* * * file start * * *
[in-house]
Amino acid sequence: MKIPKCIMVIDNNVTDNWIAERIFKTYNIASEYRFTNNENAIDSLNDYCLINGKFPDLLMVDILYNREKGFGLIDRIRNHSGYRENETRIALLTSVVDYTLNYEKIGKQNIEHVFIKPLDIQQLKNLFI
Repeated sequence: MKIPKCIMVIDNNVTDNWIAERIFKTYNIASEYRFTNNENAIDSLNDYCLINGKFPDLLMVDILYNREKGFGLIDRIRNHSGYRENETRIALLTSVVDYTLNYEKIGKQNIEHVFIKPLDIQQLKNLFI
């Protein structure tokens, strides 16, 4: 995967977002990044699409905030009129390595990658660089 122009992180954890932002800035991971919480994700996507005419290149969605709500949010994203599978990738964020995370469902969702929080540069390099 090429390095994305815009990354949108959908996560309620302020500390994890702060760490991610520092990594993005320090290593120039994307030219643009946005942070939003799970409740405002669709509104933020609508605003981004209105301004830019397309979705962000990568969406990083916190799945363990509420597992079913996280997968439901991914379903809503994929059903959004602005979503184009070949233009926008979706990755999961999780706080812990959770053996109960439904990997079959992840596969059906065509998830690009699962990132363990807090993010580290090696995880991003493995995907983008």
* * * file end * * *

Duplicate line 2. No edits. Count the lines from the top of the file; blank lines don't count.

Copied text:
Amino acid sequence: MKIPKCIMVIDNNVTDNWIAERIFKTYNIASEYRFTNNENAIDSLNDYCLINGKFPDLLMVDILYNREKGFGLIDRIRNHSGYRENETRIALLTSVVDYTLNYEKIGKQNIEHVFIKPLDIQQLKNLFI